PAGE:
: This new series for Starz finds Samantha Morton as Catherine de Medici, who married into the French Court and ruled for 30 years. It’s based on the novel from Leonie Freida and was adapted by Justin Haythe into an eight-episode mini-series. We pick up with an older Catherine who has a reputation and scares most people. A young servant, Rahima (Sennia Nanua) is sent with food and quickly intrigues the queen, who begins to tell her own tale of how she got to this point. And a story is born. Morton is a compelling actress, but it’s harder when she’s relegated to the role of narrator. Perhaps that will be less true moving forward, but that remains to be seen. Otherwise, this feels like a somewhat stock telling of a story from medieval Europe. The pilot was OK, but not enough to help it stand out in a crowded entertainment landscape.
Pilot Grade: C

Streaming Series:
Cars on the Road, Now Streaming on Disney+ (Premiered September 8)
About
: The latest from Disney+ is a new streaming series set in the world of Cars. It finds friends Lightning McQueen (Owen Wilson) and the two truck Mater (Larry the Cable Guy) hitting the road for a series of new adventures. The shorts are 10-12 minutes, so bite-sized chunks. The second even featured an homage to The Shining, which was unexpected and intriguing. It was nice to have all the original theatrical voices back and this seems like a bit of harmless fun for those who were fans of the film. It’s also a quick binge.
Pilot Grade: C+
Second Episode: C+

Wedding Season, Now Streaming on Hulu (Premiered September 8)
About:
It’s the classic story of boy meets girl, boy falls for girl, boy tries to break up girl’s wedding and is rebuffed, then boy finds himself as a suspect in the murder spree that followed at girl’s wedding. You know, standard stuff. That wild set up is how we’re introduced to Stefan (Gavin Drea) and Katie (Rosa Salazar). What follows is something of a wild adventure. The series runs eight episodes for the season, with all episodes available to stream. The episodes are around a half an hour, spending time in the present and Katie and Stefan find themselves running from the law and trying to find out what happened and flashbacks that show how they met and formed a connection. It works because of the chemistry between Drea and Salazar and the great performance from Salazar. It’s weird, wacky and oddly compelling. I enjoyed the first two episodes, which were a breezy watch. This seems like the kind of bingeable series that could be a nice way to kick off the Fall season.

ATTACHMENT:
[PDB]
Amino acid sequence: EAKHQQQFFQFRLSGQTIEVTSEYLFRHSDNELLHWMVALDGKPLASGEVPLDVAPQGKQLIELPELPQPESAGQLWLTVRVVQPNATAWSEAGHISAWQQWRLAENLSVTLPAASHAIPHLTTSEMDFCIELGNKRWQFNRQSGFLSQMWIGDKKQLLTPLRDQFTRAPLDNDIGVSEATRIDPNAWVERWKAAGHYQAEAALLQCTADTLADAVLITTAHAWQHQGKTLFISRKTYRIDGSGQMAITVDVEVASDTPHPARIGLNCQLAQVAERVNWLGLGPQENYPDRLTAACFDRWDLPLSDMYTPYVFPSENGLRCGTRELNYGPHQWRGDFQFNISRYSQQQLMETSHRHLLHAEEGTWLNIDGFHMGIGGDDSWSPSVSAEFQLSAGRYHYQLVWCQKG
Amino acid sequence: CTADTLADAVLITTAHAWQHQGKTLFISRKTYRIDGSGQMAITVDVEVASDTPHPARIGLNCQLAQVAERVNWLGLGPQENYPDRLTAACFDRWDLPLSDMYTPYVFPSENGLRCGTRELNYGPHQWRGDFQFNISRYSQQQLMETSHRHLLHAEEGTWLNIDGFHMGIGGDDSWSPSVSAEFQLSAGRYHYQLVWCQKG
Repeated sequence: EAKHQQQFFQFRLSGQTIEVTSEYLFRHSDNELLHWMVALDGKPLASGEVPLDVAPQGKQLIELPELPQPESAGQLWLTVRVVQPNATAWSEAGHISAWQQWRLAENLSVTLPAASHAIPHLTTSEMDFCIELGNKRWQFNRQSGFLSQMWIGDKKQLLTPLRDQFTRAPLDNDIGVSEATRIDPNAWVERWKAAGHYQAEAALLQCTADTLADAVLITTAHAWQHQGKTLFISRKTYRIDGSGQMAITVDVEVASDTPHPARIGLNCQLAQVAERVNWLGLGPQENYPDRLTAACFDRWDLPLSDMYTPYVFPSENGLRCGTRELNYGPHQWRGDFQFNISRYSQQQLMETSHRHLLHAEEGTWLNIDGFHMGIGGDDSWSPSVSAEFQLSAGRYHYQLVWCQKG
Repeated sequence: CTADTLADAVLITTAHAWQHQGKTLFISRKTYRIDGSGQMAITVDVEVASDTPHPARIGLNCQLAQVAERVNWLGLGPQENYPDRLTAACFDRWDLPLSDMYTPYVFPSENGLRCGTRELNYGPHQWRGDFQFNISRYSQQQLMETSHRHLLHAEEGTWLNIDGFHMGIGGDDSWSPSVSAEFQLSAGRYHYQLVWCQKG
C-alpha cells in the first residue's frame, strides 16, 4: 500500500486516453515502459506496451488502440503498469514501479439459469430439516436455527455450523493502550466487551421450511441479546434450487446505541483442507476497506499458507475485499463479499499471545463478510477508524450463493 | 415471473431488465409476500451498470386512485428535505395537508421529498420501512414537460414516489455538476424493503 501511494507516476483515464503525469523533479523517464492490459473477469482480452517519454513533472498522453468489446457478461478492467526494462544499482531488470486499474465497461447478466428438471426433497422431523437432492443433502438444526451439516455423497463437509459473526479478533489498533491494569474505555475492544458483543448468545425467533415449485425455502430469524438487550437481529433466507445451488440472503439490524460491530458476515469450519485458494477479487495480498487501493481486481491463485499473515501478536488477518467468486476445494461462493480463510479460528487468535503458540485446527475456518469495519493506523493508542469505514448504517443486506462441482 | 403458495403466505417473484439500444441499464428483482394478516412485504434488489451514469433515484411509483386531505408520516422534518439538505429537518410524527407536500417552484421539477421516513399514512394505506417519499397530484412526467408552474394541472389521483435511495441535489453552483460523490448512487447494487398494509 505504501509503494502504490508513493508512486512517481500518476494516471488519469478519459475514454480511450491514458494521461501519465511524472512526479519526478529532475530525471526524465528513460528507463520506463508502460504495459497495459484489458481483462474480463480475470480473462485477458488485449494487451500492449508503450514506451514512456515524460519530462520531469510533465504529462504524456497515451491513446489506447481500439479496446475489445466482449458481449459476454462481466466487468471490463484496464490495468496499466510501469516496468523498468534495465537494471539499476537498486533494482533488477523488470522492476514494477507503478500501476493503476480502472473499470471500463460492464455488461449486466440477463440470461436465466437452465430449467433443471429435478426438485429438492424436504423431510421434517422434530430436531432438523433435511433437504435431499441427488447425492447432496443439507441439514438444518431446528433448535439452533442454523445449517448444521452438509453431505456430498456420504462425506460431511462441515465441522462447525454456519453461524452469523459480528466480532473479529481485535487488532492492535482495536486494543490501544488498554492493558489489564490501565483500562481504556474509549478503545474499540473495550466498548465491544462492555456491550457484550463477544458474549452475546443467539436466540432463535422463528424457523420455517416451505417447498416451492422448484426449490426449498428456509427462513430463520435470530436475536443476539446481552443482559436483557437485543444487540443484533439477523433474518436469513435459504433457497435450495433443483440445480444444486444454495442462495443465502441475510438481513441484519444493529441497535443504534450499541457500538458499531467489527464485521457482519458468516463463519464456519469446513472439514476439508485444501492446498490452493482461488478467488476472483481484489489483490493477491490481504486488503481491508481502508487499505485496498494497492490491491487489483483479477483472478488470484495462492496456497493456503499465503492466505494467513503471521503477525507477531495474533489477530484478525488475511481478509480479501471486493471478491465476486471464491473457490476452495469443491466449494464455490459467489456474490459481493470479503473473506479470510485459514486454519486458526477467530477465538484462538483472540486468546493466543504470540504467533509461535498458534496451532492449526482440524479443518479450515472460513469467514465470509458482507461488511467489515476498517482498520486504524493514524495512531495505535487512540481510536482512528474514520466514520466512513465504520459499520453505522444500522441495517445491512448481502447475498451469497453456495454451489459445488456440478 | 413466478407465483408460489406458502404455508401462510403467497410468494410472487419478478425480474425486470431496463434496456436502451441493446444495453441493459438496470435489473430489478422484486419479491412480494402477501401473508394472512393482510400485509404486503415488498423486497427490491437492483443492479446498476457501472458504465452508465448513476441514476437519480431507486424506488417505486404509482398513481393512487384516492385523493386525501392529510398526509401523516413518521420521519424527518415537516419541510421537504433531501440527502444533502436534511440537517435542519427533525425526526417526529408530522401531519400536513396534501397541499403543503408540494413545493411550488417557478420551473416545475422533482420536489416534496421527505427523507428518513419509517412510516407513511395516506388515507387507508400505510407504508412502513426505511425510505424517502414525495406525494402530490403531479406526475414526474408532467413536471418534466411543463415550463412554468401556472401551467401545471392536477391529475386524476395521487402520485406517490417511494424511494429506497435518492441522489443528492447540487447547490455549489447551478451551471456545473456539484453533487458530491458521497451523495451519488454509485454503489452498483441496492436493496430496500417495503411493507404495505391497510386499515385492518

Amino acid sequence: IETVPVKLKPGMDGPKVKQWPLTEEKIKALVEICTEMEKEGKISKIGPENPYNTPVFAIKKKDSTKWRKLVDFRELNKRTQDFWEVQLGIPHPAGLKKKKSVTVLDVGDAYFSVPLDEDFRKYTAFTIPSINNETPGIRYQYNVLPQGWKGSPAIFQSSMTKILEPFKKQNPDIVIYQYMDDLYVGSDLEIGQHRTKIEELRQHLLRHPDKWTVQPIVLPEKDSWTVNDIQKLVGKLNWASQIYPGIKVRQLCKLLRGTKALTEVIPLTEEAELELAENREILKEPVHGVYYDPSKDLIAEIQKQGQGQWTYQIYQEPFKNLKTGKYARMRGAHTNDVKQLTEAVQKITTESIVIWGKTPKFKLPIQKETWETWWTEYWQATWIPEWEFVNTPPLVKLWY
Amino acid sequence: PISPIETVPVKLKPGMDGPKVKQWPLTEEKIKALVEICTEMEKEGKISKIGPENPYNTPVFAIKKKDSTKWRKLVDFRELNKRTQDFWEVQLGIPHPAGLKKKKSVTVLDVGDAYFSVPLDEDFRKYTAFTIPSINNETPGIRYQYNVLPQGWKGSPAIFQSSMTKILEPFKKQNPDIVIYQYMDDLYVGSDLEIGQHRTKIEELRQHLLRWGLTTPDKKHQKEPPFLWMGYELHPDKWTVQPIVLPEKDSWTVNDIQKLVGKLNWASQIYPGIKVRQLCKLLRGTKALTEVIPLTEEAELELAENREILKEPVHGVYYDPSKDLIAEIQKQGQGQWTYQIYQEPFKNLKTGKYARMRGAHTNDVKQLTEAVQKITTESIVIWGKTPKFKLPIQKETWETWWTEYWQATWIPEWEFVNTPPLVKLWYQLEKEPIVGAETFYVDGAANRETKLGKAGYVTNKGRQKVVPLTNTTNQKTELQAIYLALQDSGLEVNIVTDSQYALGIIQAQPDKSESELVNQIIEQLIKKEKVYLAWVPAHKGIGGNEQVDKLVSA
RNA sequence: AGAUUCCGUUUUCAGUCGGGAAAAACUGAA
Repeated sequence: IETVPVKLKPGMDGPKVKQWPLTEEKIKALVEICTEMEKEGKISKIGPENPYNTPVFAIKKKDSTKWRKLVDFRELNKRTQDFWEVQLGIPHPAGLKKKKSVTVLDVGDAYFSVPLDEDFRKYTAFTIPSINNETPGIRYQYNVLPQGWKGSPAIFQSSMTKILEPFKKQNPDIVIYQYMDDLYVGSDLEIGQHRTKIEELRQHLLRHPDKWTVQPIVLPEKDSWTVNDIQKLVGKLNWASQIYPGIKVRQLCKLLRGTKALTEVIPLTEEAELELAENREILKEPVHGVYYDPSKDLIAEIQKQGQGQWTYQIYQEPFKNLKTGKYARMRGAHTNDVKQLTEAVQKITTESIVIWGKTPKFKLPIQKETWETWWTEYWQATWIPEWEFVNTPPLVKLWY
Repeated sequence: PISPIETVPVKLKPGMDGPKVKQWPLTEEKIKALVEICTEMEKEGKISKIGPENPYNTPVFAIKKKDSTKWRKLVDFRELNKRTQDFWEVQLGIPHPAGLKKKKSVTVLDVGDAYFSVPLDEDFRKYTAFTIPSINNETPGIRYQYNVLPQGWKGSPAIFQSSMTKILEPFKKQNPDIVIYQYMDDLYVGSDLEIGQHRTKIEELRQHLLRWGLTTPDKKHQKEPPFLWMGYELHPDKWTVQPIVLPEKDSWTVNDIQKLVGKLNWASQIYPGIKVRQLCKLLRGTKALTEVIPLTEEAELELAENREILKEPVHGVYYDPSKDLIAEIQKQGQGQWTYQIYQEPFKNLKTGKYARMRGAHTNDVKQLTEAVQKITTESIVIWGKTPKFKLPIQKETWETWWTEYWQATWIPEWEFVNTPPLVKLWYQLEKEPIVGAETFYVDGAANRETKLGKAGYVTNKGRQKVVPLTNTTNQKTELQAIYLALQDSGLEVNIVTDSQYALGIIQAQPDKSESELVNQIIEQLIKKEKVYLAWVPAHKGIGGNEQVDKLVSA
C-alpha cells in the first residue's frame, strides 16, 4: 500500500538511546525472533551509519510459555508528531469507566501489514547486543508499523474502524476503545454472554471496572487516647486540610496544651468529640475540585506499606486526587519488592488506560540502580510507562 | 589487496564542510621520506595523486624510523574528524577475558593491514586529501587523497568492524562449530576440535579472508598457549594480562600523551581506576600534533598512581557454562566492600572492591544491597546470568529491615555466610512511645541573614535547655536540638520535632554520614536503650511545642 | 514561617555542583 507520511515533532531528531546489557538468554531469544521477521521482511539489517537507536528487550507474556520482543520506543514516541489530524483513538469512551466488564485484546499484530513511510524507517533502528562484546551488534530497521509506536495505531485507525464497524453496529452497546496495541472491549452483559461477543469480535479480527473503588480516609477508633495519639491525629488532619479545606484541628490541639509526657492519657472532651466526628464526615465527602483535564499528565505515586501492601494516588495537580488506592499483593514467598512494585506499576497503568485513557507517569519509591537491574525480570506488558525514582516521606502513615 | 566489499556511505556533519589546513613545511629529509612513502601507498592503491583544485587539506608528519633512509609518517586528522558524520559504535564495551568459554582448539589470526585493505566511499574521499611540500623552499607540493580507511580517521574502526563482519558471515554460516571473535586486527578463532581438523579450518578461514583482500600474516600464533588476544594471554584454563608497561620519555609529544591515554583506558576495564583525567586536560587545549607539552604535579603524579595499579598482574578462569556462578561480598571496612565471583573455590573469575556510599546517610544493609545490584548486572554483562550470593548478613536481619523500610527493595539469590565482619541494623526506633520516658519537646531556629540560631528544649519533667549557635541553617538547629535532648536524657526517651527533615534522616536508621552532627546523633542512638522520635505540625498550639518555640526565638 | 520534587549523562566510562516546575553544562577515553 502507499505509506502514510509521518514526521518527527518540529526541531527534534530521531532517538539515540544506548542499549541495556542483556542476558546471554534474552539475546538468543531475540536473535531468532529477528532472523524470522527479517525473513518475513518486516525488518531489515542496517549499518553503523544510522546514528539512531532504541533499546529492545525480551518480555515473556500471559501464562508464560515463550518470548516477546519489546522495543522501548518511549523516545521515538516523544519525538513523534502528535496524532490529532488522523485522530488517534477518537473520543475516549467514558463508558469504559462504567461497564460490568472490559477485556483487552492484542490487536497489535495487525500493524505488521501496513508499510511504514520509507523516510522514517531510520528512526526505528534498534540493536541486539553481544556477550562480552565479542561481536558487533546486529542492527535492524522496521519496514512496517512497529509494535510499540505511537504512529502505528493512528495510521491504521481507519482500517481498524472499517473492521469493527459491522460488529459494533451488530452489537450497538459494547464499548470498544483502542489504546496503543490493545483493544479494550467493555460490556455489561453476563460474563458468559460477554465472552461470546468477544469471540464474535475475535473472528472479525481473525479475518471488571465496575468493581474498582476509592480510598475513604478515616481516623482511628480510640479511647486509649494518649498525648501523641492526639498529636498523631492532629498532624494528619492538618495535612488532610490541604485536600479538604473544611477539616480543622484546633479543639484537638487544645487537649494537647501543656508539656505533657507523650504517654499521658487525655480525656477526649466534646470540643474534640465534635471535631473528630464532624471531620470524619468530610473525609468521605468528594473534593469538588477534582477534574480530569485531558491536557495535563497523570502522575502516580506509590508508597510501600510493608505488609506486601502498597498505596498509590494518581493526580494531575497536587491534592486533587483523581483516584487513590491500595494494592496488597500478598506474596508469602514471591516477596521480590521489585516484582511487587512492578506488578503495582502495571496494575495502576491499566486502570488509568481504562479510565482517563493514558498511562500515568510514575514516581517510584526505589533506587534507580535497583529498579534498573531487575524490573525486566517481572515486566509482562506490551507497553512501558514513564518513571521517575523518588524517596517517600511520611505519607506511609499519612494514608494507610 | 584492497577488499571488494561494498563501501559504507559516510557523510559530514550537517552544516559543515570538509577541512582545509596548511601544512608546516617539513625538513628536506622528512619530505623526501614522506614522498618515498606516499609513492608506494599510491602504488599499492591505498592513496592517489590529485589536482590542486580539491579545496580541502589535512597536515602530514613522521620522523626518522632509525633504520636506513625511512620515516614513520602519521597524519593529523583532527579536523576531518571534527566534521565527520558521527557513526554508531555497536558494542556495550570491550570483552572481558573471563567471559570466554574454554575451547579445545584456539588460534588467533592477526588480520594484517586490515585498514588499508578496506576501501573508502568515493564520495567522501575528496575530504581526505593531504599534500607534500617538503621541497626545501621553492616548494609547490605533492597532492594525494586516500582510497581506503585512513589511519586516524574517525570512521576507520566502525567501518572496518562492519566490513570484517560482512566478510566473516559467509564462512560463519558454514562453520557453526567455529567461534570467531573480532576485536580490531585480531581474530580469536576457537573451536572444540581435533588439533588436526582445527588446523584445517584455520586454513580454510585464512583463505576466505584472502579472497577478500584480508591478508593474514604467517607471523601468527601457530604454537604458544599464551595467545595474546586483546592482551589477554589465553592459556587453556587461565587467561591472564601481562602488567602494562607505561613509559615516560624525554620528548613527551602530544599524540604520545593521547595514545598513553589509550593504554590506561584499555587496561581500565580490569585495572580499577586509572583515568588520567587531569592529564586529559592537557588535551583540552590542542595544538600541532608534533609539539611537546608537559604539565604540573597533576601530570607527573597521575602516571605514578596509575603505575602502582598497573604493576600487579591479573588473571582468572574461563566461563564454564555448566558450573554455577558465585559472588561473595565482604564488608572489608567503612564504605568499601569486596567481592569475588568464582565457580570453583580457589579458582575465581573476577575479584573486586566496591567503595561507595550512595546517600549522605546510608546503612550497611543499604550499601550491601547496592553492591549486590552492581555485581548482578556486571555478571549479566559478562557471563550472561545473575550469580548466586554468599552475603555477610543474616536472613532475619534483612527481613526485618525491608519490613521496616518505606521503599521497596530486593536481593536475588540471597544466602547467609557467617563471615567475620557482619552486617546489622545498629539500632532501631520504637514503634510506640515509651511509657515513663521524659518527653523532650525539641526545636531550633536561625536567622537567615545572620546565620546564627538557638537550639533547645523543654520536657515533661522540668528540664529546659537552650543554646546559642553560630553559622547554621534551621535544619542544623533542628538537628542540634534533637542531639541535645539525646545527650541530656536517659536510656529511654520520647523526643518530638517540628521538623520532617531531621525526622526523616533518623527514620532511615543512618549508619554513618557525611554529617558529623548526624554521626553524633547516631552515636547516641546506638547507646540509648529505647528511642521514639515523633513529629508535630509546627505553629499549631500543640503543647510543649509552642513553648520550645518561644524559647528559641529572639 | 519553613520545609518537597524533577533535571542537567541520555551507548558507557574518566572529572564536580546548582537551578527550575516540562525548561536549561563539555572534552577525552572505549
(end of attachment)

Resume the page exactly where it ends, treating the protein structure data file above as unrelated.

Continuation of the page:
Pilot Grade: B-
Second Episode: B-

Last Light, Now Streaming on Peacock (Premiered September 9)
About
: I know, by law, I have to watch series that star TV’s Matthew Fox. It’s the least I can do, really. Sometimes those shows are good. Last Light isn’t. It’s a five-episode limited series from the U.K. that finds Fox as a scientist working for a large oil company. He’s based in England, where he lives with his wife (Joanne Froggatt) and his kids. As his wife heads to France with his son for a surgery, Andy (Fox) is called to the Middle East on assignment. When a fuel issue causes a worldwide panic, Andy has to find answers and get to his family, who are just trying to survive. This thriller spans five episodes, each about 45 minutes. It’s an engaging set up but the first couple episodes were dry. This has been the trend with series Peacock has brought in from overseas and it holds true here. I wanted to like it, but alas poor Matthew, I didn’t.
Pilot Grade: C
Second Episode: C

The Imperfects, Now Streaming on Netflix (Premiered September 9)
About
: This series is going somewhat under-the-radar with an unceremonious launch this Friday. All 10 episodes are available to stream, each about 45 minutes. It focuses on a trio of young adults, the musician Tilda (Morgan Taylor Campbell), the scientist Abbi (Rhianna Jagpal) and the artist Juan (Inaki Godoy), who are all struggling. They have a genetic disorder and rely on their medicine to stay normal. When the supply runs out, each begins to experience a side effect. When the doctor treating them (Rhys Nicholson) disappears, they turn to his former partner (Italia Ricci) to find him and find a cure. It’s an interesting set up and there is some humor and originality in the premise. The first two episodes moved at a good pace and there’s some promise here. For those that like something a little different, this might hit the sweet spot. It wasn’t high profile but it was entertaining.
Pilot Grade: C+
Second Episode: C+

Matthew Fox is a graduate of the Radio, Television and Film program at Biola University, and a giant nerd. He spends his free time watching movies, TV, and obsessing about football. He is a member of the FSWA. You can find him @knighthawk7734 on Twitter and as co-host of the Fantasy Football Roundtable Podcast.